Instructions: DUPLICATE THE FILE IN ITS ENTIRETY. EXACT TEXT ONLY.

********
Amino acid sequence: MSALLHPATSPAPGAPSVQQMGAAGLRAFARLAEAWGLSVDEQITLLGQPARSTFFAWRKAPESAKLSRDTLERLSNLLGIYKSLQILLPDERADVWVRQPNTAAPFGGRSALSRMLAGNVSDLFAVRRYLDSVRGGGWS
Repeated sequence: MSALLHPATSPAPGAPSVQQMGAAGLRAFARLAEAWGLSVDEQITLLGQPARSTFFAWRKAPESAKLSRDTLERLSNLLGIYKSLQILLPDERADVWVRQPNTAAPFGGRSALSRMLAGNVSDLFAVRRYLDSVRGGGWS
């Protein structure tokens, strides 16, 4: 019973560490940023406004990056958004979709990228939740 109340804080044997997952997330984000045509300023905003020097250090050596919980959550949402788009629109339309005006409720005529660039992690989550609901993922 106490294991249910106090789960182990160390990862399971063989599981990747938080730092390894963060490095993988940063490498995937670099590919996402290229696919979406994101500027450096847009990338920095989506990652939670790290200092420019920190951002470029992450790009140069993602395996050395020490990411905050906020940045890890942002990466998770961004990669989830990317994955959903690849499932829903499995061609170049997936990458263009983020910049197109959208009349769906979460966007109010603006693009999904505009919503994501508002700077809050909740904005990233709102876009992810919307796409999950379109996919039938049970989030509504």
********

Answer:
Amino acid sequence: MSALLHPATSPAPGAPSVQQMGAAGLRAFARLAEAWGLSVDEQITLLGQPARSTFFAWRKAPESAKLSRDTLERLSNLLGIYKSLQILLPDERADVWVRQPNTAAPFGGRSALSRMLAGNVSDLFAVRRYLDSVRGGGWS
Repeated sequence: MSALLHPATSPAPGAPSVQQMGAAGLRAFARLAEAWGLSVDEQITLLGQPARSTFFAWRKAPESAKLSRDTLERLSNLLGIYKSLQILLPDERADVWVRQPNTAAPFGGRSALSRMLAGNVSDLFAVRRYLDSVRGGGWS
């Protein structure tokens, strides 16, 4: 019973560490940023406004990056958004979709990228939740 109340804080044997997952997330984000045509300023905003020097250090050596919980959550949402788009629109339309005006409720005529660039992690989550609901993922 106490294991249910106090789960182990160390990862399971063989599981990747938080730092390894963060490095993988940063490498995937670099590919996402290229696919979406994101500027450096847009990338920095989506990652939670790290200092420019920190951002470029992450790009140069993602395996050395020490990411905050906020940045890890942002990466998770961004990669989830990317994955959903690849499932829903499995061609170049997936990458263009983020910049197109959208009349769906979460966007109010603006693009999904505009919503994501508002700077809050909740904005990233709102876009992810919307796409999950379109996919039938049970989030509504």